For football fans across America, last week was a chaotic whirlwind. From last week’s Monday Night Football Seattle Seahawks – Green Bay Packers finale, to the return of the league’s professional referees last Thursday – this year the NFL has set out to prove that it is indeed the most agile sports league in America.
If you’re not a football fan, you’re probably a little confused as to what I’m talking about. See this year, the Referee Union and the NFL were not able to come to an agreement on salary and pension plans. As a result of the slow negotiations, the referees decided to hold out his season, electing to not officiate any games. Normally a gutsy move like this causes the league to capitulate to their demands or shorten the season – hurting the players and the fans. However, the NFL and its commissioner, Roger Goodell, had an alternative plan: instead of canceling or running an abridged season once the two sides could come to an agreement, the commissioner decided to use replacement officials.
Regardless of your view on the quality of the referees, this move was something that had never before been done. It allowed players to keep to their training camp schedules and fans to enjoy football regardless of a strike. As the season commenced the league actively listened to players, coaches, and fans to see how well their experiment with these replacements was faring. Essentially, the NFL had ripped a page out of the agile marketer’s handbook, whether they knew it or not. The league set up feedback loops as a means to test, refine and then retest their replacement referee experiment.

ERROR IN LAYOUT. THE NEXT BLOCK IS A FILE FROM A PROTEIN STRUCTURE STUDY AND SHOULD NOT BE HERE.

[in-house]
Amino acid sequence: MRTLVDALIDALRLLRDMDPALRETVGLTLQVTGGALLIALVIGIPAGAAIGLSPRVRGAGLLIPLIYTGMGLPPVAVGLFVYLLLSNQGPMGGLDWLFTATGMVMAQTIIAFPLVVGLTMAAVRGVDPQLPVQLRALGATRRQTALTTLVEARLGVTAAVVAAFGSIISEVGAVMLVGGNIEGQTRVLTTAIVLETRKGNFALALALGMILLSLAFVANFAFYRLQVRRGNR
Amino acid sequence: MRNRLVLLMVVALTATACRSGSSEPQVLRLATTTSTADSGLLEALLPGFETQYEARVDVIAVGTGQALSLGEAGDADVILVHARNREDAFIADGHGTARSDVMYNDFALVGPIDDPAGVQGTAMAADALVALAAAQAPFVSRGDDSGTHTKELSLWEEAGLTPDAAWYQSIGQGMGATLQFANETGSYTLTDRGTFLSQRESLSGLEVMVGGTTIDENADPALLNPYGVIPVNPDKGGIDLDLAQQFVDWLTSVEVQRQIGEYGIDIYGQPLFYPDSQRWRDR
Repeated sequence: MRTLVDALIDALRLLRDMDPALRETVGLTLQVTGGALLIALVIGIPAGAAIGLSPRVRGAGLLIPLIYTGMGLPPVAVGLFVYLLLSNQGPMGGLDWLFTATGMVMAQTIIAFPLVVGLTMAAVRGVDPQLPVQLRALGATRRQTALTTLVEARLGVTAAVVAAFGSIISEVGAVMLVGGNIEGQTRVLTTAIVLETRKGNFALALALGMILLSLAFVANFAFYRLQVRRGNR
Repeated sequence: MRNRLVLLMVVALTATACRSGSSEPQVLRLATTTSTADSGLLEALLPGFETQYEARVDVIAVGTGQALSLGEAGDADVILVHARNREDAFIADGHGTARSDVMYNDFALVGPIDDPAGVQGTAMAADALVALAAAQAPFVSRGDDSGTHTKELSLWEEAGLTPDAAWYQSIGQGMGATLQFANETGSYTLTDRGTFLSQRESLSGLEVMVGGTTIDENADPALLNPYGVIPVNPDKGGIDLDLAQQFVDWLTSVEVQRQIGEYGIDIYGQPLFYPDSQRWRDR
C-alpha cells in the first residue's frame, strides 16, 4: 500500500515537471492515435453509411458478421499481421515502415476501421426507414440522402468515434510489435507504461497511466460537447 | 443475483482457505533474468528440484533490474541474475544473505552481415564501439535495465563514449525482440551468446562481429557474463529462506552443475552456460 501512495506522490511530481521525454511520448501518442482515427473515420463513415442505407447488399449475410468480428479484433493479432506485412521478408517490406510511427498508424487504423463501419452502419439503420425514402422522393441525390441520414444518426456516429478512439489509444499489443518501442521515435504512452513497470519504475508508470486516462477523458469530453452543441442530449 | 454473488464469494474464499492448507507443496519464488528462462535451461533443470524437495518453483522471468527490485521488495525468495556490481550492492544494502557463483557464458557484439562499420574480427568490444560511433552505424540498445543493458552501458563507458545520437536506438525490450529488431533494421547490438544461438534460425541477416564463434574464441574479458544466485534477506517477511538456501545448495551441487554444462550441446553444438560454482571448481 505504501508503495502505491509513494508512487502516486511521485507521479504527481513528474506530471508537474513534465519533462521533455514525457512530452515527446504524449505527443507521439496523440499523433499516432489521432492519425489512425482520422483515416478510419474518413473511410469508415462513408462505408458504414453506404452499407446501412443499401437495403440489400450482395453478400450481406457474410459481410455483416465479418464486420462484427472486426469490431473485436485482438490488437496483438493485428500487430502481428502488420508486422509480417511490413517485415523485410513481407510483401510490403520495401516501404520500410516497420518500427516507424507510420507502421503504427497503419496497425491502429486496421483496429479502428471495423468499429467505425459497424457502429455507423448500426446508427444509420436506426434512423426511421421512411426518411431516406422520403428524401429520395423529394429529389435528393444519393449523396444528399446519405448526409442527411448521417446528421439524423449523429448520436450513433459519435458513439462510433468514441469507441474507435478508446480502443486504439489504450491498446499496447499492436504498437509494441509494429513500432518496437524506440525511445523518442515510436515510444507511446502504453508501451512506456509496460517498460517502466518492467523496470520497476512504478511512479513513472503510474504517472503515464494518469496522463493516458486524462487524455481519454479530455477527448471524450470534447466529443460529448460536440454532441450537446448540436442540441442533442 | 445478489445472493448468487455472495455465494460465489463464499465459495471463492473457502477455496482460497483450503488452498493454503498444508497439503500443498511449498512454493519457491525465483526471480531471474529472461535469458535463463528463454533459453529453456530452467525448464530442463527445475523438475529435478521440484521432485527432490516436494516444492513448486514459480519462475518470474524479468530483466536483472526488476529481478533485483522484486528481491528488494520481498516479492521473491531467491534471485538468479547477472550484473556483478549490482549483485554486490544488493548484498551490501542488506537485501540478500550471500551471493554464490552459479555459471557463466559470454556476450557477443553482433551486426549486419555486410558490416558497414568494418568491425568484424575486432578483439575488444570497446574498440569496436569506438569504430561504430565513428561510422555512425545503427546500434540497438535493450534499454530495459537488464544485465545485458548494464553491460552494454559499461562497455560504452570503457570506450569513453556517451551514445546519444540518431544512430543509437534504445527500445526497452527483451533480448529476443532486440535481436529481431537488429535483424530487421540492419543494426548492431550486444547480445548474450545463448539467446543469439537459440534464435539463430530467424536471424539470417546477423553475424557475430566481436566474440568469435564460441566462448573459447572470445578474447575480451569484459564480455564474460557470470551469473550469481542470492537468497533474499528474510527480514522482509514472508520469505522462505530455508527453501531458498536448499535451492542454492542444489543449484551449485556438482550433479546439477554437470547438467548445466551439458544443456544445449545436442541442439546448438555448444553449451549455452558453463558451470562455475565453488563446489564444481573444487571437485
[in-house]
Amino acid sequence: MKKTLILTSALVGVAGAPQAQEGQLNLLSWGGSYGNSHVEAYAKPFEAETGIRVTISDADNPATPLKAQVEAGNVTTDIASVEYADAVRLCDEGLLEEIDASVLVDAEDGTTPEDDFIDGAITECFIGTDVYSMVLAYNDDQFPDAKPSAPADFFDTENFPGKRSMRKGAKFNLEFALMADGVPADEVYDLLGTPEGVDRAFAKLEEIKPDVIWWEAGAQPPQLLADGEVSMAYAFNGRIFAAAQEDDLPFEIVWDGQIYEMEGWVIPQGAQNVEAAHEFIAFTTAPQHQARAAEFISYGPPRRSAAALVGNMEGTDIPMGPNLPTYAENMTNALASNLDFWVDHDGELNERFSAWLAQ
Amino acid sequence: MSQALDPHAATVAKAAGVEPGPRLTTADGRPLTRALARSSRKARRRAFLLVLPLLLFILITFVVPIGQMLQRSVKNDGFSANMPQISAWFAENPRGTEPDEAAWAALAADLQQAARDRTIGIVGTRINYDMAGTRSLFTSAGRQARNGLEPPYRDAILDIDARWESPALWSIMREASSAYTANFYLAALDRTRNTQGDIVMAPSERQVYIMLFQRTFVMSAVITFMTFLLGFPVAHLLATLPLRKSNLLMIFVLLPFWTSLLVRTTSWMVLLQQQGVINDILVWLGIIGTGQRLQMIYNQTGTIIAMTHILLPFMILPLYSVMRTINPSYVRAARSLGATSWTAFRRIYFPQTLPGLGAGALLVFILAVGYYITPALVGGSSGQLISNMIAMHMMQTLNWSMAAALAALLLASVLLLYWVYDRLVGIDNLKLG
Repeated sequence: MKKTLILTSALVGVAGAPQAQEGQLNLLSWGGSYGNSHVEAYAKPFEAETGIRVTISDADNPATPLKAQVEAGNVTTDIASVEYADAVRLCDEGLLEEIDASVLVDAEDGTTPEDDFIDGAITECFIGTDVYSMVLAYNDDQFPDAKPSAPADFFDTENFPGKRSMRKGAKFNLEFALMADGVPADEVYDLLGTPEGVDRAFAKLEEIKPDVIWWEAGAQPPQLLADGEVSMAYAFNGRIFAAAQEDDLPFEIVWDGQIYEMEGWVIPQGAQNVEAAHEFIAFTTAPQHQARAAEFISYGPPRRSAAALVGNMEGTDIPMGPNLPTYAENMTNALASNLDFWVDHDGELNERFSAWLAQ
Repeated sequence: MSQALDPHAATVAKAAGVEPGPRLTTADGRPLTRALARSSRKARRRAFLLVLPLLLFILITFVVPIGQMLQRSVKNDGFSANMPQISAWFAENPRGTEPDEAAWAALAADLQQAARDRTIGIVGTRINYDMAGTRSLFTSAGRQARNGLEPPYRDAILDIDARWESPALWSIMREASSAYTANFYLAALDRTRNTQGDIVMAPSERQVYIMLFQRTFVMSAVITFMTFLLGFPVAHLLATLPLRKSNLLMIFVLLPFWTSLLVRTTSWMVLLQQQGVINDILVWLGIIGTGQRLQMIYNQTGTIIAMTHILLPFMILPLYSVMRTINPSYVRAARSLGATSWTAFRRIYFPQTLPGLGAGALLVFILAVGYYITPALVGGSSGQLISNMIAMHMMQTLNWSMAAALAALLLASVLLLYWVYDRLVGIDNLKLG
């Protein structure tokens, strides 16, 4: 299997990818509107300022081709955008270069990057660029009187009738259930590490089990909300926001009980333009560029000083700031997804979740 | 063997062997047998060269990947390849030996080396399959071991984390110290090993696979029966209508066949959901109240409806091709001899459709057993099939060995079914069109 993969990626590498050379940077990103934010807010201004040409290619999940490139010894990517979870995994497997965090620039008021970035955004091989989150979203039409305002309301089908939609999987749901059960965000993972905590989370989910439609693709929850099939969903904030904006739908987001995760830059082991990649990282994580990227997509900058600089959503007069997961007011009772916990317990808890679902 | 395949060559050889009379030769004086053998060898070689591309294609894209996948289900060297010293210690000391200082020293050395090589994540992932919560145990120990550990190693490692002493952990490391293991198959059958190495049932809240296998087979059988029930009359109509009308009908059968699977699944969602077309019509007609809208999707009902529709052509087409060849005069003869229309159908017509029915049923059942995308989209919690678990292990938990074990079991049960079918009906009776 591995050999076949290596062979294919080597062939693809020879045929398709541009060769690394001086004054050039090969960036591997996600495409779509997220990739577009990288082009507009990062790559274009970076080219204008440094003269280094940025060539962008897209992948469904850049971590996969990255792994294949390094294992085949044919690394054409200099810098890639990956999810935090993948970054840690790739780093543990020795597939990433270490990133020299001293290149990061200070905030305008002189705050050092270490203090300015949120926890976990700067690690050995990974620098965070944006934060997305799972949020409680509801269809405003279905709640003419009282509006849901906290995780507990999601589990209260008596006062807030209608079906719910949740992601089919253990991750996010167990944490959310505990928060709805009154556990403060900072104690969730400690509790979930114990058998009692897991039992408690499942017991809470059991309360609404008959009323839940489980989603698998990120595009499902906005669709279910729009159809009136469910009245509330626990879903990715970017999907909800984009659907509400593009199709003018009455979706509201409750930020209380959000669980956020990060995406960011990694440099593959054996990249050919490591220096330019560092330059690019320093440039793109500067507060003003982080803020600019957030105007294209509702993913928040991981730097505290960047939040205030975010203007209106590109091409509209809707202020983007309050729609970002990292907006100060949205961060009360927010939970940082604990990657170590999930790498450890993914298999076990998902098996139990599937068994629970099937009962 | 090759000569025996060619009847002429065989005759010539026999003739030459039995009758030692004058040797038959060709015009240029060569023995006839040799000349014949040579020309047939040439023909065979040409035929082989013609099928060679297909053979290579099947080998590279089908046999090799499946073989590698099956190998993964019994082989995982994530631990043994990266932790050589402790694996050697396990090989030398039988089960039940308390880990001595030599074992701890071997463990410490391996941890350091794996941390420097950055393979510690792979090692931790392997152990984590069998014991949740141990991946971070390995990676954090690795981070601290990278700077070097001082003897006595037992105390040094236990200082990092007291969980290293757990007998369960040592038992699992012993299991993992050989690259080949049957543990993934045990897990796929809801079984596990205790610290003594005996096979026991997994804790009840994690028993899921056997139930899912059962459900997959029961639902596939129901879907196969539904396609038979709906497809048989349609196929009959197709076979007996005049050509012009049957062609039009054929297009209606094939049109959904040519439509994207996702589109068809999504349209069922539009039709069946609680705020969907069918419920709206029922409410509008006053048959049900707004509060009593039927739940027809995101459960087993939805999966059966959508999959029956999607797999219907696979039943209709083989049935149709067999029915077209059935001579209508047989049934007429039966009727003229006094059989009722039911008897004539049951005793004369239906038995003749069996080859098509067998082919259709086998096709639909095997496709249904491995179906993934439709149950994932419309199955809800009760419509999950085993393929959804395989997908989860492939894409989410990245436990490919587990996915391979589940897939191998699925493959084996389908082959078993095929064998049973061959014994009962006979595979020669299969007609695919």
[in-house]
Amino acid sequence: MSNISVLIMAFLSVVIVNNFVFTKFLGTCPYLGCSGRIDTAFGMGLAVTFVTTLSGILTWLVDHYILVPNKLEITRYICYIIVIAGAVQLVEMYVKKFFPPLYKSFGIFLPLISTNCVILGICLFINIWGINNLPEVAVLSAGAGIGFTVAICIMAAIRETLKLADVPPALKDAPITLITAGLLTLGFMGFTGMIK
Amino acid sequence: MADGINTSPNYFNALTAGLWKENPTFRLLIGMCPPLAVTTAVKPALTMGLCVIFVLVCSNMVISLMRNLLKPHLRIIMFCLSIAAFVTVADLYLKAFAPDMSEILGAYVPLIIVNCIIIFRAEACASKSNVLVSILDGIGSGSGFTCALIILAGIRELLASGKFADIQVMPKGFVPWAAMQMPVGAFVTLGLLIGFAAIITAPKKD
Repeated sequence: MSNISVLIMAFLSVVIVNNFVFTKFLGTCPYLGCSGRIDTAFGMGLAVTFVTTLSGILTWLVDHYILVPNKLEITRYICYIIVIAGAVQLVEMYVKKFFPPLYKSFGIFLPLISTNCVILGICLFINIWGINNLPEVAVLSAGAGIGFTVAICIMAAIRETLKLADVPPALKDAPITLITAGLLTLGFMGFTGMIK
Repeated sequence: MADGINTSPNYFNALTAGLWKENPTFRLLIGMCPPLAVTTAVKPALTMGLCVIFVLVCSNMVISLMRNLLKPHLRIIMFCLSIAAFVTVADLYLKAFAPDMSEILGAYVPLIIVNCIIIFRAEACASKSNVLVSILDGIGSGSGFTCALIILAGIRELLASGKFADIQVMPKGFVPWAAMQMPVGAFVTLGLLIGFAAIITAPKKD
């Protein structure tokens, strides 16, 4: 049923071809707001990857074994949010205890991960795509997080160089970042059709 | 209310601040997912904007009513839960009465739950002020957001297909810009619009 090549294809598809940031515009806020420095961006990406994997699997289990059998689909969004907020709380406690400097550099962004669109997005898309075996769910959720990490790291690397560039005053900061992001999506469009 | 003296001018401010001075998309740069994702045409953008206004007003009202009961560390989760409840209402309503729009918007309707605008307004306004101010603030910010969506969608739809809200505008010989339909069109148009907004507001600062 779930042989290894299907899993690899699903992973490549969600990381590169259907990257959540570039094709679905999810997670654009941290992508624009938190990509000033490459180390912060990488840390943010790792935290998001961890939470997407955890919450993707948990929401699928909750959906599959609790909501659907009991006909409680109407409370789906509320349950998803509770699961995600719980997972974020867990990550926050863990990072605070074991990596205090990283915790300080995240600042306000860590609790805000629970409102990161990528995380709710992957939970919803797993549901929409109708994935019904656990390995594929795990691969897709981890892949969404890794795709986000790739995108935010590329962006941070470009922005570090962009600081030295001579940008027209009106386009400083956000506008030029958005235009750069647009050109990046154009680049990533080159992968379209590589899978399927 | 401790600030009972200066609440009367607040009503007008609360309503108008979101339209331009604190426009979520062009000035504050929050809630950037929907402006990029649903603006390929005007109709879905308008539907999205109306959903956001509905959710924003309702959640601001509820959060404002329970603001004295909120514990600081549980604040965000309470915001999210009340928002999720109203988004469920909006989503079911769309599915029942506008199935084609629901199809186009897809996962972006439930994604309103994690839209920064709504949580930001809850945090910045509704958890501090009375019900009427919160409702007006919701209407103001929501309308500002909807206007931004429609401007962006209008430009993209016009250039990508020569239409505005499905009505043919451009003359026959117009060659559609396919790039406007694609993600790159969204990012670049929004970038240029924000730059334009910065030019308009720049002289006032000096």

After last Monday night’s game disaster call, one that no doubt reside on ESPN Classic for all eternity, where the outcome came down to a single poor decision, players, coaches and fans had had enough. The league’s experiment was not working: “It was a noble experiment, but I think ultimately a failed experiment, from what we’ve seen,” said Minnesota punter Chris Kluwe last week. As a result the NFL worked quickly to negotiate a deal with the referees and two days later, they were back.
If you think about it, this experiment the NFL underwent was not all that dissimilar from what agile marketers go through regularly. Things change, whether it’s product requirements or referees on strike, either way organizations need to react. In both situations, organizations try to adapt by conducting various small scale experiments. Marketers work in sprints for this very purpose. The short duration of a sprint allows them to look back at the tests run, and decide what’s working and what isn’t. In the case with the NFL, their sprint was three weeks of the regular season without the normal referees. By mid-last week they decided it was time to review the information and change tactics. Now with the proper referees in place, the NFL will again be actively listening to feedback as they look to see what other tweaks will need to be made to ensure that they are presenting the highest quality product they possibly can.